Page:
But why goldfish? During a time he was struggling with his art, Fukahori suddenly found inspiration for this new way of sculpture in none other than his very own pet goldfish. In his blog, he recalls the moment:
"12 years ago, on the day when I was at my most depressed and thinking of giving up my dream of painting, my attention was inadvertently caught by the single red goldfish that I kept in the room. It was a shabby, common Japanese goldfish that I had kept for 7 years. Opening the lid of the filth-covered aquarium, I watched as the goldfish wiggled around. Its back glittered red in the water and I was captivated by its beauty. I thought: “Why has it taken me so long to notice this beauty? This little fish will surely save me.” I then began to paint goldfish and now, 11 years later, I am still painting them." (The rest of his blog is in Japanese, but this excerpt was translated by RocketNews24).Fukahori's charming little fish made their debut in London at the ICN Gallery earlier this year in a show appropriately titled "Goldfish Salvation". The pieces come in different sizes, ranging from tiny boxes containing a single fish to larger barrels containing a whole school. They sell for up to £33,000. The video below shows the artist at work and the amount of detail that goes into each fish.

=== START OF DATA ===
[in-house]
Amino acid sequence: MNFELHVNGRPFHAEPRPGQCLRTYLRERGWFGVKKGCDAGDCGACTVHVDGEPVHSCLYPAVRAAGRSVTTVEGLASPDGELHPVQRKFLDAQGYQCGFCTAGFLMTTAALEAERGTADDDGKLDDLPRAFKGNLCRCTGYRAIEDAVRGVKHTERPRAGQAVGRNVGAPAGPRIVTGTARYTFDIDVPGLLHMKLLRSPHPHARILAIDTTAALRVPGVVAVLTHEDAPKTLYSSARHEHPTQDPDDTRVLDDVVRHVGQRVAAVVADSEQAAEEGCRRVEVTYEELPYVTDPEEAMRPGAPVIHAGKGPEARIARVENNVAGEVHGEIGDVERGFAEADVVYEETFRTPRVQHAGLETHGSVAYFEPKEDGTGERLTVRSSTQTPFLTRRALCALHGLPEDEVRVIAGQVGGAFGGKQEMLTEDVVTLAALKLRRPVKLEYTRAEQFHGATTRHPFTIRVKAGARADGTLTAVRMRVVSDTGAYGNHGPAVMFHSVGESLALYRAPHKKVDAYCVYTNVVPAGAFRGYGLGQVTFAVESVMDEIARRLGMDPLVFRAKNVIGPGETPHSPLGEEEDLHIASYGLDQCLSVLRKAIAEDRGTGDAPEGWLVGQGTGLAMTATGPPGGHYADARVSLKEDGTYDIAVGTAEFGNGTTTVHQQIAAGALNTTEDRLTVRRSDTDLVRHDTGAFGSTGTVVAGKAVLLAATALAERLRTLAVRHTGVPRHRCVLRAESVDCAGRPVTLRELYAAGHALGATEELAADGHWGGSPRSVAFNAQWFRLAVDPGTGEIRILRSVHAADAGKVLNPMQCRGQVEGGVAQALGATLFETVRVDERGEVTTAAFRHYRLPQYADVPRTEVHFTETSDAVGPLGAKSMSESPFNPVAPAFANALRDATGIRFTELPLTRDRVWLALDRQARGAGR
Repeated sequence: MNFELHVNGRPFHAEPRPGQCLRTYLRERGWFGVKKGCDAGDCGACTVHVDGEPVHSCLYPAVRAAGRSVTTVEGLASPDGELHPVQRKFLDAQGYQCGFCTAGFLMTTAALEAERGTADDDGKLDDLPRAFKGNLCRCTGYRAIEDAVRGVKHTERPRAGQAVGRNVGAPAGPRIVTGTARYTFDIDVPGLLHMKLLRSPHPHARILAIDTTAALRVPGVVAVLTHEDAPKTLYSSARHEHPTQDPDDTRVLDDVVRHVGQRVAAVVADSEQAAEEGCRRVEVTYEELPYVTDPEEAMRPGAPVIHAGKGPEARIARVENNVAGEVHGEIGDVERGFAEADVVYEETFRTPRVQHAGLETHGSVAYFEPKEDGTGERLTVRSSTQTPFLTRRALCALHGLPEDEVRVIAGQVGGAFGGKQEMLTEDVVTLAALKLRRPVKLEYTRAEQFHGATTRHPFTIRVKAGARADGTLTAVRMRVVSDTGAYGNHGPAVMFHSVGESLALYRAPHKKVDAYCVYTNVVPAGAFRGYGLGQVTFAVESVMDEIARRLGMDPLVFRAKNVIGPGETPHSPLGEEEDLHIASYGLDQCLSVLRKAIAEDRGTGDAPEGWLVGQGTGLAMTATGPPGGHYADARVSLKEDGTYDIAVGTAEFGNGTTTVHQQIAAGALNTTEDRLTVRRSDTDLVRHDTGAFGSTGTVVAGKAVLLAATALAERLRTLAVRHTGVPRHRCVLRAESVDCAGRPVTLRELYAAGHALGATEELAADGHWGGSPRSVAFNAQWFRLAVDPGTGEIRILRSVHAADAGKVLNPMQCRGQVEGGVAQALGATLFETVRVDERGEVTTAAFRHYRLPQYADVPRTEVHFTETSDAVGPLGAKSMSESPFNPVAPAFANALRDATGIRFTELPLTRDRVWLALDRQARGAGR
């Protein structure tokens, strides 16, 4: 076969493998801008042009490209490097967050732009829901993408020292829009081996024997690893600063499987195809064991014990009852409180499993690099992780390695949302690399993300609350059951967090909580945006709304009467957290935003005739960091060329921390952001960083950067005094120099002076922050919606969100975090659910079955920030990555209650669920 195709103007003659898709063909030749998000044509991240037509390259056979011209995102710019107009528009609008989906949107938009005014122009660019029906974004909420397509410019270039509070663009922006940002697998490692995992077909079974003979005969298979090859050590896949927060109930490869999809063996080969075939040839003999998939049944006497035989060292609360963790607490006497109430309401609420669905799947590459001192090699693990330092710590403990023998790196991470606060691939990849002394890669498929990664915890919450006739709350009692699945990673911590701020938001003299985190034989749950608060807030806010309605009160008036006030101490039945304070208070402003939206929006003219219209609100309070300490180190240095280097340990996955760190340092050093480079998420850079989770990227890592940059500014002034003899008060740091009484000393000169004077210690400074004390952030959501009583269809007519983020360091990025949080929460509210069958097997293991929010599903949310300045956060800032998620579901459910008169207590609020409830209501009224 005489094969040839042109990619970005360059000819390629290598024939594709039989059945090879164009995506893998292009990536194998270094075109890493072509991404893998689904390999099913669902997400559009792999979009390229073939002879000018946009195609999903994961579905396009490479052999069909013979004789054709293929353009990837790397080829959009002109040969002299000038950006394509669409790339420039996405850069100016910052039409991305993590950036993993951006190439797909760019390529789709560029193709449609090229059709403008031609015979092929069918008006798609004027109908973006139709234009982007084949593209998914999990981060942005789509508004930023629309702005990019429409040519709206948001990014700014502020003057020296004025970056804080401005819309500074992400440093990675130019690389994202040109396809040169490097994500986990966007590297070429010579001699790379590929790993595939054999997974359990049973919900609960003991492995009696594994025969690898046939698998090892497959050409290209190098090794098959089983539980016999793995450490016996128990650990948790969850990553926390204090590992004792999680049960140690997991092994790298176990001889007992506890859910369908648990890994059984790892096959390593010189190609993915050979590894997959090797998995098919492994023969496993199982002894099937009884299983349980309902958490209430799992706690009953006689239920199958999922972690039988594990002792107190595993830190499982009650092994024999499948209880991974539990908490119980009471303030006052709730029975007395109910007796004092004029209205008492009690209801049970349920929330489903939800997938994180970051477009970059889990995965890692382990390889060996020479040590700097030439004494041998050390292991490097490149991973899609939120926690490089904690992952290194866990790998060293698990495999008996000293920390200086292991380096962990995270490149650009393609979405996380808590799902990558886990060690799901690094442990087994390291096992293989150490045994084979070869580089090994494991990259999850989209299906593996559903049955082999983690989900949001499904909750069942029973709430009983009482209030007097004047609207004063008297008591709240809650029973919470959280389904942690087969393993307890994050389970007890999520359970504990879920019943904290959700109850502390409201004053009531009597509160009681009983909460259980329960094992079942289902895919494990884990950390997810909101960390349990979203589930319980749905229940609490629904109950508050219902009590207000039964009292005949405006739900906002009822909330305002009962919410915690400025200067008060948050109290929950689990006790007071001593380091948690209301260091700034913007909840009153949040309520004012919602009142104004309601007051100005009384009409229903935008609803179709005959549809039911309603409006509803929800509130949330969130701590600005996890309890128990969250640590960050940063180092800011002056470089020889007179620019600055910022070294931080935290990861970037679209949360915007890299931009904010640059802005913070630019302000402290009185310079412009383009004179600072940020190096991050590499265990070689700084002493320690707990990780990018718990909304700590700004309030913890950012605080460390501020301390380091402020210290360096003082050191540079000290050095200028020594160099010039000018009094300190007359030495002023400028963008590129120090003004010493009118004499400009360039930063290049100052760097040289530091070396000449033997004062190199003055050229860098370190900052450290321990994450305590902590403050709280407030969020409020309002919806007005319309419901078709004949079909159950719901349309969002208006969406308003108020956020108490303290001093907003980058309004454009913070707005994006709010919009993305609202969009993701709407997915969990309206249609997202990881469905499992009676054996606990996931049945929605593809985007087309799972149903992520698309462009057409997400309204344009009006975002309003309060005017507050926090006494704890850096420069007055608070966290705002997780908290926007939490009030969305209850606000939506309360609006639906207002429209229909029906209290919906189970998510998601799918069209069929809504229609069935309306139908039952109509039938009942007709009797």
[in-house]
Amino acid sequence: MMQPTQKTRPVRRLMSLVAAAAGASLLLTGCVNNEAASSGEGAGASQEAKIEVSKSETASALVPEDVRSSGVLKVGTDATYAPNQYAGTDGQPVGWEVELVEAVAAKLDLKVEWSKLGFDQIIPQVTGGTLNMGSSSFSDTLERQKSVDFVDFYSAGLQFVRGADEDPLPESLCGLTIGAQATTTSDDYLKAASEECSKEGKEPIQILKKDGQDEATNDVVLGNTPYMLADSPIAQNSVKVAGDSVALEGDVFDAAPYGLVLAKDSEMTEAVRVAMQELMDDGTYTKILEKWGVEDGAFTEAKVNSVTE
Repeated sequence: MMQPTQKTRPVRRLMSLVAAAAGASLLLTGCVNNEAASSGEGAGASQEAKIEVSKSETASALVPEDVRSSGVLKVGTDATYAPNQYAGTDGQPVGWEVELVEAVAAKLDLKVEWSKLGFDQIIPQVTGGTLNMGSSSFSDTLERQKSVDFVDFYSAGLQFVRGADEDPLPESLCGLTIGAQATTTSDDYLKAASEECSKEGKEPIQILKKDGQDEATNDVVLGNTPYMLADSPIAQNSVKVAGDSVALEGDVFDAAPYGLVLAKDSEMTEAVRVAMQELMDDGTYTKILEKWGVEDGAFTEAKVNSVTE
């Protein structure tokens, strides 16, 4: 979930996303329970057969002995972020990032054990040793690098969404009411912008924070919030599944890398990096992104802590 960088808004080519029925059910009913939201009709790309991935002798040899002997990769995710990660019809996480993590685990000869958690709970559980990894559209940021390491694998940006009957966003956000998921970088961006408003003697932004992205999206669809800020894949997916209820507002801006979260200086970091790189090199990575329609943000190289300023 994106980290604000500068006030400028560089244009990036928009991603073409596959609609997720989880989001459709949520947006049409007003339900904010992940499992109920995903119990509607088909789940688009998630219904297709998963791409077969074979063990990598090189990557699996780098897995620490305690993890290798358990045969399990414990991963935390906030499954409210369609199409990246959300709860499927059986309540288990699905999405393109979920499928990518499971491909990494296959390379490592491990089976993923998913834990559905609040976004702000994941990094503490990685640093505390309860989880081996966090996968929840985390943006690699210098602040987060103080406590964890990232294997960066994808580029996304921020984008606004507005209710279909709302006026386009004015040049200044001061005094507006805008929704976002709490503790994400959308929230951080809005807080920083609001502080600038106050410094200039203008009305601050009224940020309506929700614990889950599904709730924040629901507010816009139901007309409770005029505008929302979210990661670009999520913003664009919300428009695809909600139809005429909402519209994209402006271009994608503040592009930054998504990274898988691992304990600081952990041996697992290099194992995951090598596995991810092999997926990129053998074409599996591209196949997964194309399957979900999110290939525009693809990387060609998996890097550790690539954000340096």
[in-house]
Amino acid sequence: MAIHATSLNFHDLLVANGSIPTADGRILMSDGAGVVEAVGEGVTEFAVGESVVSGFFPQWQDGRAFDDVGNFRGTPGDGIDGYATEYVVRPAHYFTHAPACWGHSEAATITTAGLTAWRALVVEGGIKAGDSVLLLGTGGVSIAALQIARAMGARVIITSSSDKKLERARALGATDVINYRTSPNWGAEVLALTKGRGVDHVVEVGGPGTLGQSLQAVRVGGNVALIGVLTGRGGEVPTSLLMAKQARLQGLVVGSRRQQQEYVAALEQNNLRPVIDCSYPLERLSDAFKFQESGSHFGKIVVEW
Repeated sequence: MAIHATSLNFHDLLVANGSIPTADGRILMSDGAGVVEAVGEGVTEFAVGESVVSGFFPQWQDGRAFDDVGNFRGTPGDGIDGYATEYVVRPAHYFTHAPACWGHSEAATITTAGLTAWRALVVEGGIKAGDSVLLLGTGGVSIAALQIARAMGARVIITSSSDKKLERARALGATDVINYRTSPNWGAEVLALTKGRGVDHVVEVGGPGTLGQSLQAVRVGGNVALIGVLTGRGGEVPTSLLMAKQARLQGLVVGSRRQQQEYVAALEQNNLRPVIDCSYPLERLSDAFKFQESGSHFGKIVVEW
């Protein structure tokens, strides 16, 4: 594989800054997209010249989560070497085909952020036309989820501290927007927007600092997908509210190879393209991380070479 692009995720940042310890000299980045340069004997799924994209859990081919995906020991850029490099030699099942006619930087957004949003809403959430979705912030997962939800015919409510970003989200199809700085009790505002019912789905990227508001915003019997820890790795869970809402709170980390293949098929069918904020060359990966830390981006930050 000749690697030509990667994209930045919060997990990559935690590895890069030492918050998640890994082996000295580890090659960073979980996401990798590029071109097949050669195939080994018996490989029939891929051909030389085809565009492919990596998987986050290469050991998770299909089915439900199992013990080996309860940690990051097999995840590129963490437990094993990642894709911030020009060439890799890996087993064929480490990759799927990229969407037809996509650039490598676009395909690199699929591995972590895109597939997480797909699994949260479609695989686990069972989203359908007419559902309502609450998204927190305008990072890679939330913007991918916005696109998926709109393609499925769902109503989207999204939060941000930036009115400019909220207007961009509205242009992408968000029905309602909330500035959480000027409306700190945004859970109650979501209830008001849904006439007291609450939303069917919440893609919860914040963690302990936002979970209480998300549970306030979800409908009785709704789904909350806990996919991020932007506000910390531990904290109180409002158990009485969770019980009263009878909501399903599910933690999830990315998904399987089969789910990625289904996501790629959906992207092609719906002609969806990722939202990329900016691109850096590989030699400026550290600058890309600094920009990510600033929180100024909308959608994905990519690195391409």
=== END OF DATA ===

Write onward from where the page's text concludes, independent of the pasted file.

"Goldfish Salvation" Riusuke Fukahori from ICN gallery on Vimeo.